We have been briefed by the Allies that conducted these strikes that they assessed them as very effective.  They have been able to degrade the capabilities of the Syrian regime, and we are of course glad and we welcome the detailed briefs we have received from our Allies on the effect of the attacks. 

QUESTION: [ITAR-TASS, Denis Dubrovin]: Thank you very much.  Mr Secretary General, has United States explained why they decided to strike today, on Saturday, when the group of the international inspectors from the Organisation for Prohibition of Chemical Weapons have just arrived in Syria to verify all the details of the presumed chemical attack?  And a second question, whom do you intend to bomb in case the information about this chemical attack would be proven to be wrong?  Thank you.

JENS STOLTENBERG [NATO Secretary General]: We welcome the fact that the Organisation for Prohibition of Chemical Weapons, OPCW, is on the ground in Syria.  We have been calling for that for a long time.  But it is important to understand the difference between OPCW and an independent investigation, because the OPCW doesn’t have a mandate to attribute, to say who's behind the attack.  They can provide analyses, assessments, about whether a chemical attack has taken place, but they cannot attribute who is behind.  That’s exactly… and who is responsible… that’s exactly why NATO Allies in the Security Council, and all NATO Allies, have supported repeated calls and repeated initiatives to have an independent investigation into the chemical attacks in Syria.  And these initiatives have been blocked again and again by Russia, by using the veto in the Security Council.  So, actually before the attack took place… sorry, before the strikes took place last night, the NATO Allies exhausted all other possible ways to address this issue through the UN Security Council, by diplomatic and political means.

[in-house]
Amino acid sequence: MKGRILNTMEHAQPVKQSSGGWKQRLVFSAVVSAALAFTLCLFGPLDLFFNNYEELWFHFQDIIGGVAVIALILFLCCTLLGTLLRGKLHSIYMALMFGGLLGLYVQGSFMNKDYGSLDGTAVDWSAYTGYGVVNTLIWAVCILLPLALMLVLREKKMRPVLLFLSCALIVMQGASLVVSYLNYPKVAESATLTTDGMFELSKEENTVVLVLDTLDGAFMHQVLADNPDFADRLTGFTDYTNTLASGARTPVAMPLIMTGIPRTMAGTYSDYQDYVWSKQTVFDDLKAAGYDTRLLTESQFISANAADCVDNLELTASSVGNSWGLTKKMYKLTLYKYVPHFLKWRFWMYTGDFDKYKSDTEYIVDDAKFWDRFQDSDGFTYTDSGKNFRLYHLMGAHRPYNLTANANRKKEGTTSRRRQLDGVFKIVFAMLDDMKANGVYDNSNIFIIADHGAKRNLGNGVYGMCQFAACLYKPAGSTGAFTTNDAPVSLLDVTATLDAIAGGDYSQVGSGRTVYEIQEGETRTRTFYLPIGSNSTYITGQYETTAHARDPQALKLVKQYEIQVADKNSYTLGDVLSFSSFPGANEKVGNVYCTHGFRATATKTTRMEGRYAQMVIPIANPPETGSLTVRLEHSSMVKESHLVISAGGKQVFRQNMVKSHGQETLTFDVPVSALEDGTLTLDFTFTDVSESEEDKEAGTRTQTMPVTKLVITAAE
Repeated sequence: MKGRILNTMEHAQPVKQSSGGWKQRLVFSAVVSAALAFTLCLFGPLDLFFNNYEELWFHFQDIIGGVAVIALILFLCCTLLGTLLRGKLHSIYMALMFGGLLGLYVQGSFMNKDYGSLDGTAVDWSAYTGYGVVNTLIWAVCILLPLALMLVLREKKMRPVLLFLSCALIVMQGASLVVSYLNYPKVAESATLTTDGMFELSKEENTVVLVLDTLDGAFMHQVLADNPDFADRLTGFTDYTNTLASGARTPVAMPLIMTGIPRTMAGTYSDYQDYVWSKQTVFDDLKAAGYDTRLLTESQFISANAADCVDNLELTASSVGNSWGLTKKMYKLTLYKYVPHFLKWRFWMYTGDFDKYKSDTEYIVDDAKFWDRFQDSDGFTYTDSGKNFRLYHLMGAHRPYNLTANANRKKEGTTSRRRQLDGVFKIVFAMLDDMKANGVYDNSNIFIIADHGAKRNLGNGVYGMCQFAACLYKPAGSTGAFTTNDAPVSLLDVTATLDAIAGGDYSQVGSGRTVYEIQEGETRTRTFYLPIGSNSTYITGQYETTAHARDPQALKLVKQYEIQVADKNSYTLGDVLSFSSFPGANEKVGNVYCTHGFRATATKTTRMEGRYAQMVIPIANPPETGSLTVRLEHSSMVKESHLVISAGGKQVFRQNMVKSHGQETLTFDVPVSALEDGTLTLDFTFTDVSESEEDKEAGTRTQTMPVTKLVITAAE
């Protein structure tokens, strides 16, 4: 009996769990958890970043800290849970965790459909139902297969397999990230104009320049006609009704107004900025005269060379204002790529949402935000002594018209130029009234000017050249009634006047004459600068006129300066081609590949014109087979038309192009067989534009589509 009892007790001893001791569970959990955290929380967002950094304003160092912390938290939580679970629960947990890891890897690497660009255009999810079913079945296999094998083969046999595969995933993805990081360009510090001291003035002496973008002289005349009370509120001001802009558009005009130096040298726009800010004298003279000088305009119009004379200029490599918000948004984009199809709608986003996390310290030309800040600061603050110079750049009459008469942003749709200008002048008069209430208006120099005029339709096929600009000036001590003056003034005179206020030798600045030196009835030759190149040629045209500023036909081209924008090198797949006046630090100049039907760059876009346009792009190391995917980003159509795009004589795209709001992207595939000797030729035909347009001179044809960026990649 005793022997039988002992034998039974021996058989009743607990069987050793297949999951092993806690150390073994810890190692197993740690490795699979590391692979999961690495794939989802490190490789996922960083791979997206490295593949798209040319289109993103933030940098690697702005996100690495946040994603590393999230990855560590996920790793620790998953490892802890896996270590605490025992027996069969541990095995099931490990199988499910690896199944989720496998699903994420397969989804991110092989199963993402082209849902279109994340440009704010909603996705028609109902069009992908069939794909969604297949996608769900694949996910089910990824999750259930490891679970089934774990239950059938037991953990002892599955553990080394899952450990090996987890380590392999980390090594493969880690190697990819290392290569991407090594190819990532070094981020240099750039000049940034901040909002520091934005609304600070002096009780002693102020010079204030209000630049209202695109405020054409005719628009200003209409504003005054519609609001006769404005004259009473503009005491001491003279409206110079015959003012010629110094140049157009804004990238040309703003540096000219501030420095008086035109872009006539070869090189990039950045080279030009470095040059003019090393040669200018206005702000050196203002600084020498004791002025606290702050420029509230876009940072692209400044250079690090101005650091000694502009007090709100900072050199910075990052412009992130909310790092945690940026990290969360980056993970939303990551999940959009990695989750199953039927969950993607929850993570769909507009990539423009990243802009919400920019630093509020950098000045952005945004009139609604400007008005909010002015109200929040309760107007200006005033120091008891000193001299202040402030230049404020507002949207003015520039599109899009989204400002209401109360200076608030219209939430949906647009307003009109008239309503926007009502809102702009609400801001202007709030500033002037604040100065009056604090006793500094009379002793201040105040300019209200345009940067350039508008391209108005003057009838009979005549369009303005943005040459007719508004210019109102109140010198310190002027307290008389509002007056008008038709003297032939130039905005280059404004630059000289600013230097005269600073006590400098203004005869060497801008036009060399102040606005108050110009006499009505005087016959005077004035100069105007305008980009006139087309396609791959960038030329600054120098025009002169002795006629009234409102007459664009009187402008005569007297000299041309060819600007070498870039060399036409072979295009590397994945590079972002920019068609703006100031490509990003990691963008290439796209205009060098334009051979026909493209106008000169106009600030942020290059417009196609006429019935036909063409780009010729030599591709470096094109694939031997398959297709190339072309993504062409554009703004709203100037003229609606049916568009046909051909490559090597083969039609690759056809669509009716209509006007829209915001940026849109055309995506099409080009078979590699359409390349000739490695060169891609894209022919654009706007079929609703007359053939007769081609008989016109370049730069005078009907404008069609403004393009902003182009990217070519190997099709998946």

But since this was blocked by Russia, there was no other alternative than to react the way they reacted this night.

OANA LANGESCU [NATO Spokesperson]: Politico, last question?

QUESTION [Politico]: David Herszenhorn with Politico.  Two quick questions: this is not the first time we're here.  A little more than a year ago, President Trump ordered strikes because of a chemical attack.  Understanding your point that there needs to be an answer from the international community, what gives you any reason to believe that this restrained, limited strike won't have us back here again in six months or a year, when there's another reason that the Assad regime may see for using chemical weapons?  And also, can't help but notice that you have Russia on the mind.  To what extent do you hold Moscow responsible for the attacks that took place, the use of chemical weapons, which they had obviously committed to removing in Astana?

JENS STOLTENBERG [NATO Secretary General]: So, Russia provides supports to the Assad regime and they have done that again and again, and they continue to do so.  And in the area where the chemical weapon attack happened, or took place, on 7th April is near where Assad regime operates with support of Russia.

The attacks last night degraded the capabilities of Syria to conduct new attacks.  And, at the same time, it sends a clear message which deter further attacks.  But of course, we will never have a total guarantee against new attacks, as long as we have regimes or state and non-state actors which are willing to use chemical weapons.  That’s exactly the reason why we need to continue to work hard to protect and uphold the ban on chemical weapons.  War and weapons is barbaric, but chemical weapons are in particular barbaric and that’s the reason why we have a specific ban on chemical weapons.

And if the international community just accepted the use of chemical weapons without doing anything it would be obvious that we would have risked escalation and more and more use of chemical weapons.  So, I'm not saying that the attacks last night solve all problems, but compared to the alterative, to do nothing, this was the right thing to do.  It deters further attacks, it degrades the capabilities of the Syrian regime to conduct new attacks, and it's a way to support the ban on chemical weapons.

OANA LANGESCU [NATO Spokesperson]: Thank you very much.  This concludes this press point.  Thank you.

JENS STOLTENBERG [NATO Secretary General]: Thank you.